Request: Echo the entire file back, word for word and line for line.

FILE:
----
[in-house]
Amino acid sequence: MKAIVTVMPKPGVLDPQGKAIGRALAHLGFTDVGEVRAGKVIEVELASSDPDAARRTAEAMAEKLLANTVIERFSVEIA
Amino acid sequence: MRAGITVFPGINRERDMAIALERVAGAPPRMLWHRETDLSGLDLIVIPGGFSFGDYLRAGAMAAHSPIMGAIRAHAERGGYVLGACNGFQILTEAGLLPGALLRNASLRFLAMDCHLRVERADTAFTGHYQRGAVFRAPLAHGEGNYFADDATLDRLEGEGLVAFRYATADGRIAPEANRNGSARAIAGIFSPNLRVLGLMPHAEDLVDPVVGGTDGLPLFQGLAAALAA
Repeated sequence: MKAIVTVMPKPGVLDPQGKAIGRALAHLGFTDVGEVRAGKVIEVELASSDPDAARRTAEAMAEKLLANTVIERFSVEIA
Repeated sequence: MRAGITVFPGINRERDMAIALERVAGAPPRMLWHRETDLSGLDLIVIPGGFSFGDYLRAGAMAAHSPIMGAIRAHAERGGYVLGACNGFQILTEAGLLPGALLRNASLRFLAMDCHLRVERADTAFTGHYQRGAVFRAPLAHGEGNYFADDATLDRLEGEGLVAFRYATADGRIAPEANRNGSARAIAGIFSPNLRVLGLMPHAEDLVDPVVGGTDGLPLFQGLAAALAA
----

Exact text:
[in-house]
Amino acid sequence: MKAIVTVMPKPGVLDPQGKAIGRALAHLGFTDVGEVRAGKVIEVELASSDPDAARRTAEAMAEKLLANTVIERFSVEIA
Amino acid sequence: MRAGITVFPGINRERDMAIALERVAGAPPRMLWHRETDLSGLDLIVIPGGFSFGDYLRAGAMAAHSPIMGAIRAHAERGGYVLGACNGFQILTEAGLLPGALLRNASLRFLAMDCHLRVERADTAFTGHYQRGAVFRAPLAHGEGNYFADDATLDRLEGEGLVAFRYATADGRIAPEANRNGSARAIAGIFSPNLRVLGLMPHAEDLVDPVVGGTDGLPLFQGLAAALAA
Repeated sequence: MKAIVTVMPKPGVLDPQGKAIGRALAHLGFTDVGEVRAGKVIEVELASSDPDAARRTAEAMAEKLLANTVIERFSVEIA
Repeated sequence: MRAGITVFPGINRERDMAIALERVAGAPPRMLWHRETDLSGLDLIVIPGGFSFGDYLRAGAMAAHSPIMGAIRAHAERGGYVLGACNGFQILTEAGLLPGALLRNASLRFLAMDCHLRVERADTAFTGHYQRGAVFRAPLAHGEGNYFADDATLDRLEGEGLVAFRYATADGRIAPEANRNGSARAIAGIFSPNLRVLGLMPHAEDLVDPVVGGTDGLPLFQGLAAALAA